A multi-million-pound redevelopment scheme has breathed new life into the Grade II listed Hyde Park Picture House in Leeds.
Our team at BRC worked alongside the architects Page\Park and the main contractor Triton Construction to conserve and restore the exterior masonry and façade of the building.
It was a pleasure to be part of such a great project such as this historic independent cinema, that is well known and cherished in Leeds as well as the wider cinema community.
It’s so important to retain and invest in these unique and special buildings, but it’s not just about bringing the cinema back into use for now; it’s also about making sure everything is restored properly so that the building will continue to be a vital community asset for another 100 years.
The Hyde Park Picture House
The Hyde Park Picture House is an iconic Edwardian building in Leeds. Built by Thomas Winn & Sons in 1914, this period property is one of the oldest surviving cinemas in the country. It is also the only gas lit cinema remaining in use in the whole of the UK.
The cinema was forced to close in March 2020 at the start of the Covid 19 pandemic and work began in spring 2021 on the redevelopment scheme. It is due to re-open in 2023.
The Picture House project
The scheme aimed to revitalise and safeguard the building by preserving and restoring its original features and character. This included the restoration and repair of the iconic Burmantofts tiled façade, original terrazzo flooring, historic lamp post and gas lamps.
It has also seen the addition of a second screen, the expansion of the foyer, and the creation of accessible facilities. These have been sensitively implemented to maintain the historic integrity of the building.
The scheme was made possible by a £2.3m grant from the National Lottery Heritage Fund and a £285,600 Capital Kickstart Fund, alongside support from Leeds City Council, the Garfield Weston Foundation, the British Film Institute and others. Further funds have been donated by the local community and fans of the Picture House.
Our work – Restoration
One of the most noticeable areas of work that the BRC team carried out was to the front of the building (the façade) under the distinct Hyde Park Picture House lettering. To the right you can see us replacing a number of damaged faience blocks (handcrafted glazed terracotta tiles) above the entrance with new, custom made like-for-like ones.
We also carried out masonry work including brick repointing and stone repairs, as well as repairing and replacing balustrades, matching the original architectural features.
One of the main parts of our work was on the gable. Over the years the gable had moved, so we dismantled it all, rebuilt it and tied it all in with steel ties. We also carried out stone repairs. Most of the stonework could be repaired, but we had to replace one of the balusters, which was in bad condition and was particularly eroded.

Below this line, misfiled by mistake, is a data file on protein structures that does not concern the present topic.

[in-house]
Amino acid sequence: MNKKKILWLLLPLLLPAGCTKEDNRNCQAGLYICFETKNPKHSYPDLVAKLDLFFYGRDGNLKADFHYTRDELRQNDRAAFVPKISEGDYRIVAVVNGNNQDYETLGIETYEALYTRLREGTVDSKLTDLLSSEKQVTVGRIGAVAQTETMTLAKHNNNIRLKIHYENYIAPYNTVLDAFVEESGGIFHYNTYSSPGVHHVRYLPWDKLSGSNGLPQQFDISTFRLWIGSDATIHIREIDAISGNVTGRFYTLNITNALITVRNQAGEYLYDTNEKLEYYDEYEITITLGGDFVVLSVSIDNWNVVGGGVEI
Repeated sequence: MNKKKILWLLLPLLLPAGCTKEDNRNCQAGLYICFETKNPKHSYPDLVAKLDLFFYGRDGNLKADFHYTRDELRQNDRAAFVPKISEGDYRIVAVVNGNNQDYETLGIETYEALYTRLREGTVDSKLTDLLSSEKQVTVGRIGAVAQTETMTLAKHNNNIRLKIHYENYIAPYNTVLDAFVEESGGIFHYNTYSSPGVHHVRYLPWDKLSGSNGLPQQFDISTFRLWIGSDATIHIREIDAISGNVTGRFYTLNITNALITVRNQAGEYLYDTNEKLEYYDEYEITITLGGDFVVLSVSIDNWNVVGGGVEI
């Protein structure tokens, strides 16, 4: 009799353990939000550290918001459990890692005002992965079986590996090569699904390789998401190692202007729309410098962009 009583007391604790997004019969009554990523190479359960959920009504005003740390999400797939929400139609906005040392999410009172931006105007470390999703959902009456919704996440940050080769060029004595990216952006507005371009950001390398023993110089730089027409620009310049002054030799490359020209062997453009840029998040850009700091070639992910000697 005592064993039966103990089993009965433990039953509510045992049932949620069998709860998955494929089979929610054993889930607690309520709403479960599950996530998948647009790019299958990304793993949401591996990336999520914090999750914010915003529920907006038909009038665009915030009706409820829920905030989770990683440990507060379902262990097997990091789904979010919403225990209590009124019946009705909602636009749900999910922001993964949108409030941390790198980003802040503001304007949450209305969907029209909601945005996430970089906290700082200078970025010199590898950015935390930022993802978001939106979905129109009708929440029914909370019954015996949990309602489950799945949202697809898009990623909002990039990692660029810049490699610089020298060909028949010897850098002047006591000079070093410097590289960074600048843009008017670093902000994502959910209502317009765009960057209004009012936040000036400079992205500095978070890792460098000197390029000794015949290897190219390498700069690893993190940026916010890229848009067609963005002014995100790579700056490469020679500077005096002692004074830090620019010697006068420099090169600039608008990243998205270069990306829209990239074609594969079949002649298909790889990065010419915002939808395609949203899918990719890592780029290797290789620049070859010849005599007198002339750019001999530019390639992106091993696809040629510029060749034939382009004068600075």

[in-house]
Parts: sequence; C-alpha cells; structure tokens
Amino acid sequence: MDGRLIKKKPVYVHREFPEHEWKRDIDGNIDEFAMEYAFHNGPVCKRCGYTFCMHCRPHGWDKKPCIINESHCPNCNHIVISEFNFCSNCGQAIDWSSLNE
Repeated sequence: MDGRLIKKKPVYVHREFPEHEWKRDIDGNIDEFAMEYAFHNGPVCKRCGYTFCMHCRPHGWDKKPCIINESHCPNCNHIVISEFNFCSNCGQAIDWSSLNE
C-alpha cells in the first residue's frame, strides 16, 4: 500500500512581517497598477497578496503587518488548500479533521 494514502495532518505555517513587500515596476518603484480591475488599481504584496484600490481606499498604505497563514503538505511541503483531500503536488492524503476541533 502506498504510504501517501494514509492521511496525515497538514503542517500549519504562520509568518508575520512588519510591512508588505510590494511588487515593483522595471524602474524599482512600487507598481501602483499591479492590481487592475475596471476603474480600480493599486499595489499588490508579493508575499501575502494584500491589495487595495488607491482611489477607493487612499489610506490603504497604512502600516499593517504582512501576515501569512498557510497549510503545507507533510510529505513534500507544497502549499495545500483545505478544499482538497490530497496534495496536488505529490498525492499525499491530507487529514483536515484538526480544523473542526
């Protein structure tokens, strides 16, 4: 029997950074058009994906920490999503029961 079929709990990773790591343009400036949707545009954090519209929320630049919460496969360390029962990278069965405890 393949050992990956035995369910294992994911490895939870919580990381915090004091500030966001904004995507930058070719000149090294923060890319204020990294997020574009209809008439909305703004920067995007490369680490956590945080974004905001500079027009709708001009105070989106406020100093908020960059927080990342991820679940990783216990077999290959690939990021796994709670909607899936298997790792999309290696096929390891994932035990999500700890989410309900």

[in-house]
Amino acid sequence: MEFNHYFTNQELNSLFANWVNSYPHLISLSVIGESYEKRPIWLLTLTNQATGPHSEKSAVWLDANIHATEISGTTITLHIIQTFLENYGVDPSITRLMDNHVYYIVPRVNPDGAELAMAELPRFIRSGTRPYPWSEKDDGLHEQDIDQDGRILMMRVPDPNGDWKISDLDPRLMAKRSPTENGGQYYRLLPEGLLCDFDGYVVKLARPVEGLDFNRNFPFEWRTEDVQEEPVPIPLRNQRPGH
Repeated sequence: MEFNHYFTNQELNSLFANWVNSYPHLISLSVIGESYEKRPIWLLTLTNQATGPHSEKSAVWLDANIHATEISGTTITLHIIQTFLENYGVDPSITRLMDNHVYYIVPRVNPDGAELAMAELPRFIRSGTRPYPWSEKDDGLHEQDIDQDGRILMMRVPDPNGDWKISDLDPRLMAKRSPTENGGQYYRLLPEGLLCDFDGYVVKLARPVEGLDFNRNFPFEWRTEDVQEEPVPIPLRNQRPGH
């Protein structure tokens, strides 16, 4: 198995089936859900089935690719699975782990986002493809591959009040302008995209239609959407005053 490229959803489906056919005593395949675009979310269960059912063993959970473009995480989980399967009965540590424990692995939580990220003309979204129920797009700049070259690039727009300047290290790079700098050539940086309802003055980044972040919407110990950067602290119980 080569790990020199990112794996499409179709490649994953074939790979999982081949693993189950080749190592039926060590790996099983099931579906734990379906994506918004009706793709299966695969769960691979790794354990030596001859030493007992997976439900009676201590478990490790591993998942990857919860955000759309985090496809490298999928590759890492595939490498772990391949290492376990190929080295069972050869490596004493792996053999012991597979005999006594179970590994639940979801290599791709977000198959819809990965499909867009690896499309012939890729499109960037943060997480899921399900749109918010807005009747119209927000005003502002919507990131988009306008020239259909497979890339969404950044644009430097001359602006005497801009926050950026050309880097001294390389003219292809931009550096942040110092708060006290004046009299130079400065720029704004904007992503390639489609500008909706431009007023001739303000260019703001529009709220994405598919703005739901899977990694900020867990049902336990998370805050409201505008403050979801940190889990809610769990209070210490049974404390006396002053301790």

The moulded stonework was repaired and refurbished. Where it had eroded, we cut it back to a sound surface and then built it back up to its original profile. This kind of work crops up often in the projects we carry out on old buildings, with most needing cleaning, pointing and repairing.
BRC was involved in the project fairly early on, carrying out initial cleaning both to the interior and exterior of the Picture House. We did some sandblasting to remove the paint from the original metal beams down in the basement.
We used the Doff cleaning system – a gentle form of steam cleaning used primarily for stonework – for the masonry on the outside, then repainted with a breathable paint.
The facade was also cleaned to remove unsightly graffiti.
Where possible, we used bricks from the site, such as those that had been removed from the exterior when new openings were formed. When carrying out restoration work on listed buildings, part of the criteria is that you have to use like-for-like materials. The ideal way to do this is to re-use materials from the same structure, as there’s no better match than a brick out of the same building.
Another aspect of working on listed buildings, such as the Hyde Park Picture House, is getting the mortar mixes right. You need to use a lime mortar mix, and it’s a case of putting samples on to try and get something to match. With the Picture House, the joints were quite tight so any aggregate that was too big wouldn’t work. We ended up using fine black grit in the mix with the sand and the lime.
There were some special bricks over the windows, and these and the keystone had to be specially made because of the shape and the size of them. With the round windows we also re-did the brickwork with ‘brick specials’ because they were carved to go round.